The United States and Ukraine agreed yesterday to work jointly to prevent the spread of biological weapons, signing a pact that clears the way for Ukraine's government to receive U.S. aid to improve security at facilities where dangerous microbes are kept.
The agreement, the result of more than a year of negotiations, was announced by Sens. Richard G. Lugar (R-Ind.) and Barack Obama (D-Ill.) during a visit to the Ukrainian capital, Kiev. The senators credited Ukraine's reformist leaders, ushered into power by last fall's Orange Revolution, with breaking bureaucratic resistance to the pact.
One lab to receive funding is the I.I. Mechnikov Antiplague Scientific and Research Institute, in the Black Sea port city of Odessa. The institute was part of a Cold War network of "antiplague" stations that supplied highly lethal pathogens to Soviet bioweapons factories, reports Washington Post.
"The agreement has a benefit for the citizens of both countries," said Sen. Richard Lugar, R-Ind., chairman of the Senate Foreign Relations Committee, According to Indystar.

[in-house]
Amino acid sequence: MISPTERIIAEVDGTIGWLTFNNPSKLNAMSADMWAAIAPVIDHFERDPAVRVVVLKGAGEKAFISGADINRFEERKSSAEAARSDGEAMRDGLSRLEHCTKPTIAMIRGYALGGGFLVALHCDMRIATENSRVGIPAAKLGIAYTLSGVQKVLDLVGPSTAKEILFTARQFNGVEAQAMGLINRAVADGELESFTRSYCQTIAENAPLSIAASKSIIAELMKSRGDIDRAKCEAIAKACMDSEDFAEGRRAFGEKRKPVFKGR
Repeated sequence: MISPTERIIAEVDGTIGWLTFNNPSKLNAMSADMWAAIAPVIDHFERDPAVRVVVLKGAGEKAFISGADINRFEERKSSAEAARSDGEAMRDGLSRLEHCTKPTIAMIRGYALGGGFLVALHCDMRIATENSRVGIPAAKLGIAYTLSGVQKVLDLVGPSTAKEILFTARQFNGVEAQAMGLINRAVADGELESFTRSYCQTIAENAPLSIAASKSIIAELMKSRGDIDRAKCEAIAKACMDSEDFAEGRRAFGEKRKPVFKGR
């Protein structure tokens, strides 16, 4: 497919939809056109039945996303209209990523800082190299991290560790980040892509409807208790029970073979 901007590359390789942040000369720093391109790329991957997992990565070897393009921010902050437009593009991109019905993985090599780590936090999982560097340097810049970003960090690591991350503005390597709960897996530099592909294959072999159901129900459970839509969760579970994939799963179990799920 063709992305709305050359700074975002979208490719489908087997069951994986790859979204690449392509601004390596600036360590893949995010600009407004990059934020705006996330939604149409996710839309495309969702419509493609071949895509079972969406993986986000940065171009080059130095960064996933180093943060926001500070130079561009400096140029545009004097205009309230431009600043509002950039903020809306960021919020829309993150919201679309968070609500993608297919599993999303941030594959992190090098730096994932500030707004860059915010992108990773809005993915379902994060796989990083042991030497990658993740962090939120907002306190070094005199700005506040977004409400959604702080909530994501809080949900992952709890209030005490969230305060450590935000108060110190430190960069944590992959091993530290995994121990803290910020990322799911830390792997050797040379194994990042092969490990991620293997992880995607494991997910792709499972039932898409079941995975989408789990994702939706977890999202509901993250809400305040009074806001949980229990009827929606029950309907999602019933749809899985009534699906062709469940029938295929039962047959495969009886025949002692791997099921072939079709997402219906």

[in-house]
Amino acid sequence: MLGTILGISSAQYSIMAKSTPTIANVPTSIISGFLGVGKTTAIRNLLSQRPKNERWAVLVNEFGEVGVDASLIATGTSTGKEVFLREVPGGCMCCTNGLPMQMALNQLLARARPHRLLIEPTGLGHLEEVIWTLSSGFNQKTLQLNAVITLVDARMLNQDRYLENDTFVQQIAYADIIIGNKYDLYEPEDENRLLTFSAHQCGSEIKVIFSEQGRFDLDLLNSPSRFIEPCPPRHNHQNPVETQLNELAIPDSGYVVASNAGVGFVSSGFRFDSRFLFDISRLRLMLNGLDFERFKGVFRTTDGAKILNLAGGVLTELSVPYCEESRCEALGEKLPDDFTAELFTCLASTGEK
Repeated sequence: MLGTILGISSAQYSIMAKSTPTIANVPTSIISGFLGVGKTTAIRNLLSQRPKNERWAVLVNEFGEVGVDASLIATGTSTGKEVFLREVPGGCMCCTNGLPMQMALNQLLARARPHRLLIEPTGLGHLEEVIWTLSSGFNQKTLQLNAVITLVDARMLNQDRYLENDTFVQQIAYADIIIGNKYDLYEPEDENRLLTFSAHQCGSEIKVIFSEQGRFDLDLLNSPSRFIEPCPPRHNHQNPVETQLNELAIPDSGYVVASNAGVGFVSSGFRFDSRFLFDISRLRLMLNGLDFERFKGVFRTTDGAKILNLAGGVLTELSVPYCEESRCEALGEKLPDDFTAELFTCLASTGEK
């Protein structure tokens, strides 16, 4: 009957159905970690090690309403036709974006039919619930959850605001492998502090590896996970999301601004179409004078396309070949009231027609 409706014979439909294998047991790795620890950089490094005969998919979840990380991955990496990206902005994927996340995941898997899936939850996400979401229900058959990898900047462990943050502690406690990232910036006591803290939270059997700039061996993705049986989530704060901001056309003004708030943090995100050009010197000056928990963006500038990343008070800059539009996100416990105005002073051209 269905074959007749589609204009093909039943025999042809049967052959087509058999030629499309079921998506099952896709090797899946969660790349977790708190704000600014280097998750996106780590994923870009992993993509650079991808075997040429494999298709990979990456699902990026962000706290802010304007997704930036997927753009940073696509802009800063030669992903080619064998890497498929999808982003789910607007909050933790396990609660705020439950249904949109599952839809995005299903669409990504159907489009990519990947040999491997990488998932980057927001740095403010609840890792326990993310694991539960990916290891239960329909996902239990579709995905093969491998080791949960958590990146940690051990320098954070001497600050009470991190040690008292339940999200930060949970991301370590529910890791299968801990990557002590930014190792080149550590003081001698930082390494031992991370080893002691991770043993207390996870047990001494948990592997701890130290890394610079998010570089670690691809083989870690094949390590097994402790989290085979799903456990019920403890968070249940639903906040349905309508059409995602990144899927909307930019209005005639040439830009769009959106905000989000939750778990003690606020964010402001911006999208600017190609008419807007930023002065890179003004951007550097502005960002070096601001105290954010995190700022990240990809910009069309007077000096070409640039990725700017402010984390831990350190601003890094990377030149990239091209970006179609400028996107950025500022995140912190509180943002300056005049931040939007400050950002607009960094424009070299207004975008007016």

As Lugar and Sen. Barack Obama, D-Ill., met with Ukrainian leaders, the Russian Foreign Ministry issued a rare written apology to the senators for detaining them for more than three hours Sunday as they tried to leave Russia for Ukraine.
The Armed Forces of Ukraine may face new problems over the upgraded Russian unmanned aerial vehicle Lancet. Kyiv will now need to use airfields far from the line of combat contact and look for new ways to protect its aircraft